Experimental batches

Discussion in 'Soap Making' started by Linda Carney, Dec 18, 2008.

  1. Linda Carney

    Linda Carney New Member

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    I just bought some natural colorants and want to see what they look like in CP soap. What is the best way to see the result without wasting a lot? I was thinking that if I did a no scent batch and separated it out, then used individual molds, it might be cost effective. Any suggestions.

    Also when you have a small one ounce sample do you ever shrink your batch size to see what it smells like in soap?

    --Linda
     
  2. MRFBarbara

    MRFBarbara Guest

    When I want to test small amounts of fragrance or colors.. I make a three or four pound batch of soap.. using one oz of fragrance per pound of soap.. makes about three or four bars of soap..
    Testing colors I do the same thing.. make a batch of soap, split it up into thirds or fourths.. 1 pound of soap.. take notes on how much color i add.. and make unscented.. this i use later cubed or shredded to add to other soap.. also know how much color I added to one pound of soap, So I know if I need a little more color, less color etc.
    Barbara
     

  3. NubianSoaps.com

    NubianSoaps.com New Member

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    Make the 7 pound wallmart recipe.
    Get 7 Jack in the box cups, don't use solo cups :) Fill each with water using your scale to 17.5 ounces or whatever your wallmart recipie with water or milk comes to, and make a mark on each cup.
    Pour very lightly traced soap evenly into each up to the fill line. As you add your scent with a spoon, pour into waiting single pour silicone molds for the next holiday....Valentines day hearts or roses which can be used for Valentines and Mothers day. Vicki
     
  4. kidsngarden

    kidsngarden New Member

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    One loaf for me is about 7.5 cups with a discount. I just got a couple of one ounce testers from Aroma haven and use mineral oiled pringle cans for them - it filled about 2/3 full and gave me 5 good 1 inch thick bars. Fun to peel the can off too! It's easy for me to just use half my recipe because then I just double what I did to make one loaf (but then I double that or more as I mostly make 2 or four loaves of one kind at a time) I figure anything I don't love I will just clearance out and my customers will find what I do love to be novelty because it's a round bar. I think I want to make some PVC for this though - we don't eat very many pringles!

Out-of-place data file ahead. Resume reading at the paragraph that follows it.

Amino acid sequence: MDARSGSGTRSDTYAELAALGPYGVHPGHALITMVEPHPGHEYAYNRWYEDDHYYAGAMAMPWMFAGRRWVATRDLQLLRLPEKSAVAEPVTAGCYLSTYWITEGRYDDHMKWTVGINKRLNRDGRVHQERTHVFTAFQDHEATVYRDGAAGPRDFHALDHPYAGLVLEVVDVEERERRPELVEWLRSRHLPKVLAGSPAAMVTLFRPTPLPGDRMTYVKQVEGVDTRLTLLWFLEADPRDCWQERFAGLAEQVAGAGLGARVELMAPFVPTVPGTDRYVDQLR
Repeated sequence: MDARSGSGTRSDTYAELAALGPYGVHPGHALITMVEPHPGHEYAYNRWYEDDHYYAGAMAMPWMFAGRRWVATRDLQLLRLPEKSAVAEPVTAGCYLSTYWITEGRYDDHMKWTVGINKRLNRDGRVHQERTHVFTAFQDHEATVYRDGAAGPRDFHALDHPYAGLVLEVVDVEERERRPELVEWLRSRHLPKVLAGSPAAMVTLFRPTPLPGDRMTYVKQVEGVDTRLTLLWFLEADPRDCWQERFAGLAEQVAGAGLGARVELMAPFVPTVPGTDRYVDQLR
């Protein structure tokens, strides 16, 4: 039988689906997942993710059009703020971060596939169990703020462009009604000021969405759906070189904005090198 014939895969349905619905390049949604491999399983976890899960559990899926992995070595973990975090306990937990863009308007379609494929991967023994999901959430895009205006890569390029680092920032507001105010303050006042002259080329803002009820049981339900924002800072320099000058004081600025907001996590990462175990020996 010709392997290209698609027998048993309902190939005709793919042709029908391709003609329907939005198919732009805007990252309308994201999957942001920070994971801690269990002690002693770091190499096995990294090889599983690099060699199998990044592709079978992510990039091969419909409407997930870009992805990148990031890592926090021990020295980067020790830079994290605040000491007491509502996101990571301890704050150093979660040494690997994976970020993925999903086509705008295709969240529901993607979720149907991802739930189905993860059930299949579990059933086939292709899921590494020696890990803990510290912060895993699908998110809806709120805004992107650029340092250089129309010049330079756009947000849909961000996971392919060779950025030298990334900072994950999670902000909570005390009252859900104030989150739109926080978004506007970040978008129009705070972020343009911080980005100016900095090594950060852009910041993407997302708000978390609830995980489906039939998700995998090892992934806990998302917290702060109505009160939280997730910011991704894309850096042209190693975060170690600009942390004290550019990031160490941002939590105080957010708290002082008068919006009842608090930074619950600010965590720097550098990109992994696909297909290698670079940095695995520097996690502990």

I would do the same with coloring, BUT I have found it is not always the same if you divide it up in smaller batches and use a different mold that you normally do. Some colors I have used morph or all but disappear in the gel of my wood molds. Silicone or a pringles can would not have the same effect. I usually just risk it with color and do what I think will work in a full loaf.
     
  5. Linda Carney

    Linda Carney New Member

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    Wonderful ideas! I almost feel like I am in a new country -- I want to see and smell EVERYTHING! LOL! I am anxious to see what results these colorants give me. Thanks!

    Linda
     
  6. Kalne

    Kalne New Member

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    I tested 9 new scents at one time. I resized my recipe to make 9 - 4 oz bars of soap (for which I had individual molds for), I poured 4 oz of my barely traced soap into a smaller bowl, added scent, then poured into the mold. Worked fine though I had to move quickly.

    I did the same thing to compare soap with clays and TD added to see the diff in color. I have not done it with micas or UMs just because it takes so little with them I'm afraid it wouldn't be very accurate.
     
  7. Amanda Lee

    Amanda Lee Member

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    For 1oz samples I makeup a up a 3 to 5 lbs batch then I divied the batch at a light trace, the batch size debends on how many samples I have.

    I then add the 1oz FO in and pour into pringles cans. I really like pringles can!

    2/3 pringles can is about 25 oz of soap.